FREE Webinar: 'Immersive Experiences Unveiled'
Join us for a FREE webinar, 'Immersive Experiences Unveiled,' on July 25.

6 Tips for Throwing a Last-Minute Party—in a Foreign Country

The host of the BBC's RSVP Abroad shares what she's learned planning impromptu gatherings from Athens to Istanbul.

Hosted by Julie Bensman (pictured, left), RSVP Abroad airs digitally on BBC Travel and on television via BBC World News.
Hosted by Julie Bensman (pictured, left), RSVP Abroad airs digitally on BBC Travel and on television via BBC World News.
Photo: Courtesy of Julie Bensman

As host of the BBC's new show RSVP Abroad, Julie Bensman travels the globe, hosting dinner parties in cities such as Istanbul and Athens. There's only one catch: Bensman has only 48 hours to plan each soiree, and she's placed in countries where she knows no one and doesn't always speak the native tongue. We asked Bensman to share her tips for rising above those challenges to throw together impromptu events. And of course, the tips don't just work in Istanbul: they can also apply to last-minute office parties, social events, or gatherings that may include a language barrier.

1. Use social media for inspiration.
"Social media allows me to tap into a global community of fellow foodies and travelers who want to aid me in my mission: Throw a dinner party in a foreign city within 48 hours," Bensman says. "Travel books can be outdated and even online guides may not give a complete picture; social media is a way to get real-time information and have a dialogue with people on the other side of the world."

Bensman relies on the broadcasting corporation's own online community in particular. "BBC Travel's social media audience—a community of highly engaged, knowledgeable travelers around the world—is the ideal resource to help me find inspiration in cities I've never visited before," she says. "No one wants to feel like a tourist when they're traveling, so tapping into local communities via social media is a great way to feel like you've got the 'in' before you've even left the airport."

2. Keep the menu simple.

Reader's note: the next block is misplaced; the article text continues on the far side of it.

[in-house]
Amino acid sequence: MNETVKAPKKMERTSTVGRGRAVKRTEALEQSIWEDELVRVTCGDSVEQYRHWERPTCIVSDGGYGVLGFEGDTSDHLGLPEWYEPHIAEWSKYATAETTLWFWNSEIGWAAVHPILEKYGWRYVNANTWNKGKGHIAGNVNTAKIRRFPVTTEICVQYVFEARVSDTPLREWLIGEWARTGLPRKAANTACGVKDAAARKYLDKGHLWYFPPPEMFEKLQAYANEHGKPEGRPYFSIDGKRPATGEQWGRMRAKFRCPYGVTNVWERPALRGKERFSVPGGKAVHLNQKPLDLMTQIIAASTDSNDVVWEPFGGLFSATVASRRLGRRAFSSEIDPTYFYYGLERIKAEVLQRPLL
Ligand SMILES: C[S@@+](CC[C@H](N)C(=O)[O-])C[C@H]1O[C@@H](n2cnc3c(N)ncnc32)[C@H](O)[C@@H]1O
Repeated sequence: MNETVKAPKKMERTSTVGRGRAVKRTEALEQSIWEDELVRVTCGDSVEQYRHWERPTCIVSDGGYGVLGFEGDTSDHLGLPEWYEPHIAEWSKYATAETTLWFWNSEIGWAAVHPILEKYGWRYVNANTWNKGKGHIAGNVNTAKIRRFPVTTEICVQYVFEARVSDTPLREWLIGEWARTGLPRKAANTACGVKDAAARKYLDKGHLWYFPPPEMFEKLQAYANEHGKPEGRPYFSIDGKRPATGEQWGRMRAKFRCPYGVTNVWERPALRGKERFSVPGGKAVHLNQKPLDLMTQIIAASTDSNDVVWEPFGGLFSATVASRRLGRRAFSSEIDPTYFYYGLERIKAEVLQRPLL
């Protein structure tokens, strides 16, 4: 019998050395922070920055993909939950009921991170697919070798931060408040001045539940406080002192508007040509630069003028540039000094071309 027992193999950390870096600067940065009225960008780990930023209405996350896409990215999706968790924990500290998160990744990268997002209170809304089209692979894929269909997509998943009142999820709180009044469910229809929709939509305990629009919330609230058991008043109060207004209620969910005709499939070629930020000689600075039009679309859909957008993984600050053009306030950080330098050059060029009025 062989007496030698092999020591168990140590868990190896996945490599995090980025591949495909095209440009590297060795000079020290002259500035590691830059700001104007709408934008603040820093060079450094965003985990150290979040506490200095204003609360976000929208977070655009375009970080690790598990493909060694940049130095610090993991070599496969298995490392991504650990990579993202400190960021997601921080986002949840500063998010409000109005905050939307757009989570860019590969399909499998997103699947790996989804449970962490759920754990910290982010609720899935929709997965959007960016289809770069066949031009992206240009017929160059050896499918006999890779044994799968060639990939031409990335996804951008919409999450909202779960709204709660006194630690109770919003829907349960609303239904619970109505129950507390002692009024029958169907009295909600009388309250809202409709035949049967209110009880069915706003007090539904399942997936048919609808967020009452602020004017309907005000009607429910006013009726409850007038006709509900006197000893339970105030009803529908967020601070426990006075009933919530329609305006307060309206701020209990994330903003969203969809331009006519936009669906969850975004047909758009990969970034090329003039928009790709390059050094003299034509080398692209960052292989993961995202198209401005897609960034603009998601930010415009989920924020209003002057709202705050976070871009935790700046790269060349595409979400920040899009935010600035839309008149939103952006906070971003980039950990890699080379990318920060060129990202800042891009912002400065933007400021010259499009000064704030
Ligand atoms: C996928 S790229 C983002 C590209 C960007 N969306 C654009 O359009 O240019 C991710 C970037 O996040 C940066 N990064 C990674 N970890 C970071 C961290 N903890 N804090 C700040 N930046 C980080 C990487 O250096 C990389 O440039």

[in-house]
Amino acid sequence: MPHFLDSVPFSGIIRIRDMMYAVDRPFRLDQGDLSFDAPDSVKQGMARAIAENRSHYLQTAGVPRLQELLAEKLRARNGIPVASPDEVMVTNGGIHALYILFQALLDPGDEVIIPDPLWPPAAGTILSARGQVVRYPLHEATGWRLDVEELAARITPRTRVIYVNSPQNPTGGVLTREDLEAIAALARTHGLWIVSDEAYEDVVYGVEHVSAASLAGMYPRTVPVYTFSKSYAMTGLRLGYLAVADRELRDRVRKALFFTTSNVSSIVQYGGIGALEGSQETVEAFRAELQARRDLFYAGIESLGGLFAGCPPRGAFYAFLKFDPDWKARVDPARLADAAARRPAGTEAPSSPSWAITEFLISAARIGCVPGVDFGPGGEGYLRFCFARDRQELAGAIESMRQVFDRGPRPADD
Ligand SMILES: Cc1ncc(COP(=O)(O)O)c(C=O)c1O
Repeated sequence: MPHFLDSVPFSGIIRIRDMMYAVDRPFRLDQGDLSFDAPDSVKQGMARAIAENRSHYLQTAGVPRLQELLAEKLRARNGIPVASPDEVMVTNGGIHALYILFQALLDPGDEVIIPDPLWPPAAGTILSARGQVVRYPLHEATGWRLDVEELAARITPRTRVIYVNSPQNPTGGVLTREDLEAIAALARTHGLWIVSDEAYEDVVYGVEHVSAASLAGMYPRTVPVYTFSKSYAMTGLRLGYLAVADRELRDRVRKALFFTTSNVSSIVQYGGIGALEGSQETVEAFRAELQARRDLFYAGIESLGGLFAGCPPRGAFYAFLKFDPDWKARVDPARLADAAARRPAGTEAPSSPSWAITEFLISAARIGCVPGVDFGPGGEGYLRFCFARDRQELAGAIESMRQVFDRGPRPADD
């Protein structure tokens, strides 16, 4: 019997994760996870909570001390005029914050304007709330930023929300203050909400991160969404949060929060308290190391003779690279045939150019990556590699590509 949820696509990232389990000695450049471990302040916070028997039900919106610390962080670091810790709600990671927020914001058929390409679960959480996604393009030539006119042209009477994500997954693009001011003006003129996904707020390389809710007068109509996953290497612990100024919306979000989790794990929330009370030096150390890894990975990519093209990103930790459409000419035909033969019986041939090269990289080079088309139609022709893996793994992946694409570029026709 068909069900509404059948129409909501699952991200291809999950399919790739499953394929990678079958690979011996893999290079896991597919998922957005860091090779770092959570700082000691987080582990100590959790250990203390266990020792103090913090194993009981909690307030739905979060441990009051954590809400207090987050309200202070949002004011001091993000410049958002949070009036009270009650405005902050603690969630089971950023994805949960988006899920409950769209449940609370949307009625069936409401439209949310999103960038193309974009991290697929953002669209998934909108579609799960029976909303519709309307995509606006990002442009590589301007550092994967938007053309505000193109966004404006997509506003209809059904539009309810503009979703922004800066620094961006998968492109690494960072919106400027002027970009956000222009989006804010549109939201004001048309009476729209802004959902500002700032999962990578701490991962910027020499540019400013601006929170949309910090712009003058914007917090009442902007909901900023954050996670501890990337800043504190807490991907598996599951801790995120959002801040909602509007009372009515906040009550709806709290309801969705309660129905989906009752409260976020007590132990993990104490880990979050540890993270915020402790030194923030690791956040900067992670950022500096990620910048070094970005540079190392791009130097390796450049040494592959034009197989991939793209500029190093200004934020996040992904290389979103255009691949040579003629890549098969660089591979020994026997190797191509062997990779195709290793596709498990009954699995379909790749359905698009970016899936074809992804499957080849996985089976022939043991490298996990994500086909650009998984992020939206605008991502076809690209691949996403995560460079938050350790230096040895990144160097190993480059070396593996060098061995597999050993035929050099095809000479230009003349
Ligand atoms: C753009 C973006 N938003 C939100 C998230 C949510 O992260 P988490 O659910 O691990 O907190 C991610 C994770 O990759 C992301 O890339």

"It can be difficult to create and prepare a menu in the given amount of time," Bensman says. "I keep things simple to start, offering meats, cheeses, olives, crudites, and fresh bread for starters to nibble on. Then, I focus on cooking just one main dish and ask guests to bring prepared sides and desserts to round out the meal."

3. Seek out specialty suppliers.
To find the foods, Bensman explores local specialty shops. "As a general rule, if there's a line out the door, the place is probably pretty good. I usually opt for small producers," she says. "Although it's convenient to visit a traditional supermarket, it's worth it to take the time to visit the butcher, the fish monger, the cheese shop, the market, the bakery, etc." Bensman also makes a point to visit outdoor markets in each city she visits. "They're usually eclectic, colorful places with passionate vendors who will talk your ear off about what certain foods mean to the culture of the city," she says.

4. Get creative with decor.
"[Decor] is always the thing I'm scrambling for last minute," Bensman says. "At our last dinner party in Venice, we bought cheap souvenir candles on the street and peeled off the labels. In Peru, I bought a handmade pashmina at a market and used it as a tablecloth. Improvise and make it personal—your guests will appreciate the effort, and as long as there's good food and good company, your dinner party will be a success."

5. Use a group text to connect guests.
"We're usually throwing [dinner parties] on the fly, so there's rarely time to make up a formal print or digital invitation," Bensman says. "We meet all the dinner guests before the actual dinner, and then I usually get people together on a group text to confirm the time and address. It also serves as a convenient platform for guests to share pictures and stories post-party."

6. Learn a few basic words in a foreign language.
"Typically, the only language barrier I encounter is between me and the guests," Bensman says. "They all speak the same language, but most everyone knows a bit of English. I always learn how to say 'cheers' in the country's language because I think a toast at each dinner is only proper. I tend to speak quite quickly when I'm excited, so I remind myself to slow down and enunciate. It's also helpful to use universal body language, which is easy to do when you're talking about delicious food with new friends."

Page 1 of 135
Next Page